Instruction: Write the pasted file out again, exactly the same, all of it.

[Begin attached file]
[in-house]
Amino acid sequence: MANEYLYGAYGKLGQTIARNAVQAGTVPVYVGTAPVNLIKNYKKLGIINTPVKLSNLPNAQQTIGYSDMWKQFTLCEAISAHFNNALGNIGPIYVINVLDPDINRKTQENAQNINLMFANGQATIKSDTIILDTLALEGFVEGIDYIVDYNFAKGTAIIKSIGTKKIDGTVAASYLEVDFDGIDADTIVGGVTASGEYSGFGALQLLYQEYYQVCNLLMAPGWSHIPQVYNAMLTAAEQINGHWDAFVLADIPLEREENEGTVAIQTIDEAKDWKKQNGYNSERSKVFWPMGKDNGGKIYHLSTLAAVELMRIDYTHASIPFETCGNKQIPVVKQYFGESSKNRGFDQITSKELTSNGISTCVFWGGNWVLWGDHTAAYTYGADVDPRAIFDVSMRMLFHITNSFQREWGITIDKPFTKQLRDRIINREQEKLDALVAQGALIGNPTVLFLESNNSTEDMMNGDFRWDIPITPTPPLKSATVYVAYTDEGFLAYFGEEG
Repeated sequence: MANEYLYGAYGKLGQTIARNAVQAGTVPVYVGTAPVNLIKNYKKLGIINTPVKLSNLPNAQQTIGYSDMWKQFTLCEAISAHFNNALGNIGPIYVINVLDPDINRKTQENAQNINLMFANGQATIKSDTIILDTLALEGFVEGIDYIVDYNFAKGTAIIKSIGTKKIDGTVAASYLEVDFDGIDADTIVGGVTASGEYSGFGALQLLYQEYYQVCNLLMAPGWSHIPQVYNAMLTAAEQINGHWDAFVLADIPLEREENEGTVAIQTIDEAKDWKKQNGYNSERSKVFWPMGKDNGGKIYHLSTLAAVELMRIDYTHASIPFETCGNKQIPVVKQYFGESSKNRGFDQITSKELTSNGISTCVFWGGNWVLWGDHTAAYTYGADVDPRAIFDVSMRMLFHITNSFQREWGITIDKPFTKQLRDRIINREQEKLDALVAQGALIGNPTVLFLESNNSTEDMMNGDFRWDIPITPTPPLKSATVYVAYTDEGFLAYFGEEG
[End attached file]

[in-house]
Amino acid sequence: MANEYLYGAYGKLGQTIARNAVQAGTVPVYVGTAPVNLIKNYKKLGIINTPVKLSNLPNAQQTIGYSDMWKQFTLCEAISAHFNNALGNIGPIYVINVLDPDINRKTQENAQNINLMFANGQATIKSDTIILDTLALEGFVEGIDYIVDYNFAKGTAIIKSIGTKKIDGTVAASYLEVDFDGIDADTIVGGVTASGEYSGFGALQLLYQEYYQVCNLLMAPGWSHIPQVYNAMLTAAEQINGHWDAFVLADIPLEREENEGTVAIQTIDEAKDWKKQNGYNSERSKVFWPMGKDNGGKIYHLSTLAAVELMRIDYTHASIPFETCGNKQIPVVKQYFGESSKNRGFDQITSKELTSNGISTCVFWGGNWVLWGDHTAAYTYGADVDPRAIFDVSMRMLFHITNSFQREWGITIDKPFTKQLRDRIINREQEKLDALVAQGALIGNPTVLFLESNNSTEDMMNGDFRWDIPITPTPPLKSATVYVAYTDEGFLAYFGEEG
Repeated sequence: MANEYLYGAYGKLGQTIARNAVQAGTVPVYVGTAPVNLIKNYKKLGIINTPVKLSNLPNAQQTIGYSDMWKQFTLCEAISAHFNNALGNIGPIYVINVLDPDINRKTQENAQNINLMFANGQATIKSDTIILDTLALEGFVEGIDYIVDYNFAKGTAIIKSIGTKKIDGTVAASYLEVDFDGIDADTIVGGVTASGEYSGFGALQLLYQEYYQVCNLLMAPGWSHIPQVYNAMLTAAEQINGHWDAFVLADIPLEREENEGTVAIQTIDEAKDWKKQNGYNSERSKVFWPMGKDNGGKIYHLSTLAAVELMRIDYTHASIPFETCGNKQIPVVKQYFGESSKNRGFDQITSKELTSNGISTCVFWGGNWVLWGDHTAAYTYGADVDPRAIFDVSMRMLFHITNSFQREWGITIDKPFTKQLRDRIINREQEKLDALVAQGALIGNPTVLFLESNNSTEDMMNGDFRWDIPITPTPPLKSATVYVAYTDEGFLAYFGEEG